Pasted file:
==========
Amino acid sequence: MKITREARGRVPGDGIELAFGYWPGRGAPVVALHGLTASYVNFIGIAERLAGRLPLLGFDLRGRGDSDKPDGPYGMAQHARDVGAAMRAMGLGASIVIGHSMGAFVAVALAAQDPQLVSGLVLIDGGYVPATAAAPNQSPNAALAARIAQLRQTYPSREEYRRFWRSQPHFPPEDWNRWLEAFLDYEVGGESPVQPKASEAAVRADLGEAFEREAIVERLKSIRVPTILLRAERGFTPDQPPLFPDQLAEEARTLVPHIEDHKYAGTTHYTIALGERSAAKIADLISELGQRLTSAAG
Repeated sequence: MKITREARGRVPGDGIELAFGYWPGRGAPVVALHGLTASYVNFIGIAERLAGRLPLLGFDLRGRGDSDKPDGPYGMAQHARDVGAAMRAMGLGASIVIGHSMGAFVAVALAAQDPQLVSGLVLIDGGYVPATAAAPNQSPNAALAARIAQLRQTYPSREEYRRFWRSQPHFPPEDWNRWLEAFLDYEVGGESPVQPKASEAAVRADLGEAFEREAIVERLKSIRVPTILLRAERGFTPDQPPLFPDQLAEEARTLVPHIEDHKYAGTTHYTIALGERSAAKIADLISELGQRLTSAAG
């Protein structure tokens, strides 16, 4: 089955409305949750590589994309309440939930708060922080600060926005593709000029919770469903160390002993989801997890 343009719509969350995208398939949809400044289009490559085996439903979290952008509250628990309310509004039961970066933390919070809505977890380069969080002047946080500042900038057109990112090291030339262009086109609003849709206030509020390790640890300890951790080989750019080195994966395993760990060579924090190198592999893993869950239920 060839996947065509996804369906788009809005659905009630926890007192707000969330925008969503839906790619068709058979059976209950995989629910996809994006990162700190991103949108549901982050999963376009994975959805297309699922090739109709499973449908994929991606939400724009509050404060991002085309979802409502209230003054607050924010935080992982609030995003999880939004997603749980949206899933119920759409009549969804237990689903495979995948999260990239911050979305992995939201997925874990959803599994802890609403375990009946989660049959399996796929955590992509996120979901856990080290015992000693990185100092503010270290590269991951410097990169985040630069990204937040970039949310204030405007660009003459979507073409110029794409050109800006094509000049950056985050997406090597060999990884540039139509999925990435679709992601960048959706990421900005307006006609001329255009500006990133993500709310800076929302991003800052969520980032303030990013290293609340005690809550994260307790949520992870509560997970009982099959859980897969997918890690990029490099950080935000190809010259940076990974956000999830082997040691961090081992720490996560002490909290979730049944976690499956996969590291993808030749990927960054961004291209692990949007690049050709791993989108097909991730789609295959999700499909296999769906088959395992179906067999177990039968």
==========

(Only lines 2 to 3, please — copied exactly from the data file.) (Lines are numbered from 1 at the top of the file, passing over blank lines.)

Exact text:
Repeated sequence: MKITREARGRVPGDGIELAFGYWPGRGAPVVALHGLTASYVNFIGIAERLAGRLPLLGFDLRGRGDSDKPDGPYGMAQHARDVGAAMRAMGLGASIVIGHSMGAFVAVALAAQDPQLVSGLVLIDGGYVPATAAAPNQSPNAALAARIAQLRQTYPSREEYRRFWRSQPHFPPEDWNRWLEAFLDYEVGGESPVQPKASEAAVRADLGEAFEREAIVERLKSIRVPTILLRAERGFTPDQPPLFPDQLAEEARTLVPHIEDHKYAGTTHYTIALGERSAAKIADLISELGQRLTSAAG
């Protein structure tokens, strides 16, 4: 089955409305949750590589994309309440939930708060922080600060926005593709000029919770469903160390002993989801997890 343009719509969350995208398939949809400044289009490559085996439903979290952008509250628990309310509004039961970066933390919070809505977890380069969080002047946080500042900038057109990112090291030339262009086109609003849709206030509020390790640890300890951790080989750019080195994966395993760990060579924090190198592999893993869950239920 060839996947065509996804369906788009809005659905009630926890007192707000969330925008969503839906790619068709058979059976209950995989629910996809994006990162700190991103949108549901982050999963376009994975959805297309699922090739109709499973449908994929991606939400724009509050404060991002085309979802409502209230003054607050924010935080992982609030995003999880939004997603749980949206899933119920759409009549969804237990689903495979995948999260990239911050979305992995939201997925874990959803599994802890609403375990009946989660049959399996796929955590992509996120979901856990080290015992000693990185100092503010270290590269991951410097990169985040630069990204937040970039949310204030405007660009003459979507073409110029794409050109800006094509000049950056985050997406090597060999990884540039139509999925990435679709992601960048959706990421900005307006006609001329255009500006990133993500709310800076929302991003800052969520980032303030990013290293609340005690809550994260307790949520992870509560997970009982099959859980897969997918890690990029490099950080935000190809010259940076990974956000999830082997040691961090081992720490996560002490909290979730049944976690499956996969590291993808030749990927960054961004291209692990949007690049050709791993989108097909991730789609295959999700499909296999769906088959395992179906067999177990039968």